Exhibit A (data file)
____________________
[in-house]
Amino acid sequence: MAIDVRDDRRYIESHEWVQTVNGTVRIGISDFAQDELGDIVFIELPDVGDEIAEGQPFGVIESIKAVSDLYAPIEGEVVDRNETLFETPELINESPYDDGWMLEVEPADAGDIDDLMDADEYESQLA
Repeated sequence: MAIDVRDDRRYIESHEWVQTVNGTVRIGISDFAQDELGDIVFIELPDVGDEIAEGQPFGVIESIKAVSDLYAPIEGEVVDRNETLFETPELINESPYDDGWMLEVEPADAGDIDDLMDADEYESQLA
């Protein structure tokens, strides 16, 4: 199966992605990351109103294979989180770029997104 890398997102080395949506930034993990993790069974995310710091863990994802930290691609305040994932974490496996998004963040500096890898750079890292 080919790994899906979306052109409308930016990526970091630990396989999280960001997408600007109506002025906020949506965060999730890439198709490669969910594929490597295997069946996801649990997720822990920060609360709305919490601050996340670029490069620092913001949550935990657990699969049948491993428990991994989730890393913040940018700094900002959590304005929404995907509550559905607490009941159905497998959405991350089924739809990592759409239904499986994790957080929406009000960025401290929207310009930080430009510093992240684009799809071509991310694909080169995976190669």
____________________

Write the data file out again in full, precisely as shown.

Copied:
[in-house]
Amino acid sequence: MAIDVRDDRRYIESHEWVQTVNGTVRIGISDFAQDELGDIVFIELPDVGDEIAEGQPFGVIESIKAVSDLYAPIEGEVVDRNETLFETPELINESPYDDGWMLEVEPADAGDIDDLMDADEYESQLA
Repeated sequence: MAIDVRDDRRYIESHEWVQTVNGTVRIGISDFAQDELGDIVFIELPDVGDEIAEGQPFGVIESIKAVSDLYAPIEGEVVDRNETLFETPELINESPYDDGWMLEVEPADAGDIDDLMDADEYESQLA
């Protein structure tokens, strides 16, 4: 199966992605990351109103294979989180770029997104 890398997102080395949506930034993990993790069974995310710091863990994802930290691609305040994932974490496996998004963040500096890898750079890292 080919790994899906979306052109409308930016990526970091630990396989999280960001997408600007109506002025906020949506965060999730890439198709490669969910594929490597295997069946996801649990997720822990920060609360709305919490601050996340670029490069620092913001949550935990657990699969049948491993428990991994989730890393913040940018700094900002959590304005929404995907509550559905607490009941159905497998959405991350089924739809990592759409239904499986994790957080929406009000960025401290929207310009930080430009510093992240684009799809071509991310694909080169995976190669």